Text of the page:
Your nutrition and fitness choices can help you navigate your way through the menopause and may hep to alleviate any symptoms you are suffering. The foods you choose should be those that help keep your heart healthy, your bones strong, and your brain sharp — while lowering your intake of foods that trigger symptoms. Beans, pulses, nuts and vegetables may be particularly helpful.
Although the right diet won’t eradicate your symptoms, it may help you feel better and alleviate day-to-day side effects.
Maintaining lean muscle mass
Sarcopenia, or the progressive loss of lean muscle mass, is common as your body ages. In fact, a 3–8% loss of lean muscle mass per decade is thought to begin in a person’s 30s.
As you age, this percentage becomes significant because the loss of lean muscle mass increases your risk of fractures and falls.
Eating 25–30 grams of protein at each meal will protect against the loss of lean muscle mass. For context, a 100g portion of salmon gives you around 25g of protein. Other high quality protein sources include eggs, beef, seafood, and poultry like chicken or turkey. Plant-based foods — such as nuts, some meat alternatives, soy products like tofu, and beans and other legumes — can also contribute to daily protein needs.
Eating foods that are high in the amino acid leucine, may also optimize muscle creation and retention in older adults. Most protein sources contain leucine. Collagen and whey proteins are particularly good sources.
Preserve bone health
Osteopenia is a reduction in bone mass that’s more common in older adults.
If left untreated, it may lead to osteoporosis, which is a porousness in your bones that makes you particularly susceptible to sudden breaks or fractures.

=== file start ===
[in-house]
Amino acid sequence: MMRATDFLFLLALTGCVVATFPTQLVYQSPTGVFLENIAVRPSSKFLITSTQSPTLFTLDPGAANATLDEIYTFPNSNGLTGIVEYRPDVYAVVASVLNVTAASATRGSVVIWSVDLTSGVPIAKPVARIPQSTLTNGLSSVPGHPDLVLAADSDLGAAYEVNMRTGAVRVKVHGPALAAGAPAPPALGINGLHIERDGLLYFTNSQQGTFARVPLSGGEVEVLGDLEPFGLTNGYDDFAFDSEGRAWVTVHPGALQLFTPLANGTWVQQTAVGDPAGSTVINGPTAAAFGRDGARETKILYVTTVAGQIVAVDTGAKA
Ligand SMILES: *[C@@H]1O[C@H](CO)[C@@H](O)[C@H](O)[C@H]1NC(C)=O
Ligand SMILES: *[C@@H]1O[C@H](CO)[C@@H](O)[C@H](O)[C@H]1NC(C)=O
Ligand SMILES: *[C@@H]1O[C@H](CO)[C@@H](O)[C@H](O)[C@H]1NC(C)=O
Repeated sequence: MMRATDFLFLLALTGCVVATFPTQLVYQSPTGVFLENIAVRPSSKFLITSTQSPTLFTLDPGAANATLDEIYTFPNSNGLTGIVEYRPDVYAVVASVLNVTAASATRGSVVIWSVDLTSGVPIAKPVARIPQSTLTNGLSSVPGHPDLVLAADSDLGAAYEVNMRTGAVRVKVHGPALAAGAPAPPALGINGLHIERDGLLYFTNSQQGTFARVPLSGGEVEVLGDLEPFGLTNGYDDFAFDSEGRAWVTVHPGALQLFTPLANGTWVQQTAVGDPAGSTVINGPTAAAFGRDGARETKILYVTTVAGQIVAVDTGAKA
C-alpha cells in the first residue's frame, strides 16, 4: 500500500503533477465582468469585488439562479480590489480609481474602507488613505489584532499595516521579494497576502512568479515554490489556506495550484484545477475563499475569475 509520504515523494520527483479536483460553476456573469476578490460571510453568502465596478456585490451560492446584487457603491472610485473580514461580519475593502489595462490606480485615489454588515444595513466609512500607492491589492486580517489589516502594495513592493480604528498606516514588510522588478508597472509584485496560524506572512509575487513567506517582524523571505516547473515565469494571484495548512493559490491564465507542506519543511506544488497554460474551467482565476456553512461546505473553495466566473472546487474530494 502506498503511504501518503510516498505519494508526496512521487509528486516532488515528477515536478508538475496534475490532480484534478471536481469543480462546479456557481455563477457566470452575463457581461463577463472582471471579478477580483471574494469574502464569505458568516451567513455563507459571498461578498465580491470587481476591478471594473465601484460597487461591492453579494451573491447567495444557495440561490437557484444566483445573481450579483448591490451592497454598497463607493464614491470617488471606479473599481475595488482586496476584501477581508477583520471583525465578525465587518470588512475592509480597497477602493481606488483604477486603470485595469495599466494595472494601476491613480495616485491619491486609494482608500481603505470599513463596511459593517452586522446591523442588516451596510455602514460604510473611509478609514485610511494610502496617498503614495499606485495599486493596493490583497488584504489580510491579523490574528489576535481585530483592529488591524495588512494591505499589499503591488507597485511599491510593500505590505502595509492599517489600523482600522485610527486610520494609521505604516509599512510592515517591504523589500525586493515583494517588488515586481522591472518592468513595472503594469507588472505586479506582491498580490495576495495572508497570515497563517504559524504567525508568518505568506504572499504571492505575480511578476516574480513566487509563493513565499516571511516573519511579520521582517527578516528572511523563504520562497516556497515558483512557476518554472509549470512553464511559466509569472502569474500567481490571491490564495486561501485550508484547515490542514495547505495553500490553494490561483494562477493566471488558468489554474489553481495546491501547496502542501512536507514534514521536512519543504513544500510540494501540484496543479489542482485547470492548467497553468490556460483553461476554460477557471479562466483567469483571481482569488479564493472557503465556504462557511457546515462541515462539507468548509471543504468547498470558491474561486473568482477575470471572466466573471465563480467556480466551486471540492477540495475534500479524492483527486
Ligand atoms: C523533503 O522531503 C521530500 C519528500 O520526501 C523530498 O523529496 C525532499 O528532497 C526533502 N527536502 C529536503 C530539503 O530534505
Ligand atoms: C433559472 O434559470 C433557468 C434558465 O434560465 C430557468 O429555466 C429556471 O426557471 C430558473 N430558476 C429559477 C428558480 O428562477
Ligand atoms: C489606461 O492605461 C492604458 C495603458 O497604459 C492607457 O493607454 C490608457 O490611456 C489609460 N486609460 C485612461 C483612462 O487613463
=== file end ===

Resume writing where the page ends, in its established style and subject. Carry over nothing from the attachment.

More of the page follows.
Foods rich in calcium and vitamin D help keep bones strong, which is pivotal during menopause — especially since osteopenia and osteoporosis are common right before, during, and after menopause due to the decrease in oestrogen.
Dairy products, fish with edible bones such as sardines, tofu, nuts and seeds and leafy greens are all good sources of calcium. Other foods naturally rich in vitamin D include seafood, egg yolks, and certain types of mushrooms.
Identify what triggers your hot flashes
Some people experience more hot flashes when they eat spicy foods or consume alcohol and caffeine. It can be worthwhile keeping a food and symptom diary. Doing so may help you identify trigger foods that you should limit or avoid to reduce how often or intensely you experience hot flashes.
Increase your intake of omega-3s
Some research suggests that eating more foods high in omega 3 fats may help reduce hot flash and night sweat symptoms.
Omega-3-rich foods include fatty fish like salmon, sardines and mackerel, as well as nuts and seeds. These foods are also good for your heart.
Eat more nuts and other phytoestrogens
Declining levels of oestrogen and other hormones alter how your body metabolises carbs and fats during menopause, which may contribute to weight gain.
Phytoestrogens are plant compounds naturally found in some foods that may act as a weak oestrogen in your body. In turn, they may help diminish the symptoms brought on by the decline in oestrogen that accompanies menopause.
While more research is needed and results are mixed, some studies suggest that phytoestrogens may benefit people undergoing and nearing menopause.
Foods rich in phytoestrogens include edamame beans, peanuts, chickpeas, beans, flaxseeds, linseed, sesame, and black and green tea.
Mix up your exercise
Exercise is also vital while you’re going through the menopause. Weight bearing exercise such as lifting weights will counteract bone density loss while cardio exercise such as HIIT and running will boost your mood, reduce anxiety, and improve sleep.
Try these recipes which include foods that can help to keep you healthy and reduce symptoms
1 tbsp olive oil
1 red onion, thinly sliced
3 cloves of garlic, peeled and crushed
2 tsp ground turmeric
2 tsp ground cumin
1 tsp ground cinnamon
1 cinnamon stick, broken in two
1 tsp cayenne pepper
1 small aubergine, cut into bite-sized chunks
2 carrots, peeled and cut into bite-sized chunks
400g can peeled cherry tomatoes
400g can chickpeas, drained and rinsed
75g dried apricots, halved
Juice and zest of an orange
Juice of half a lemon
400ml vegetable stock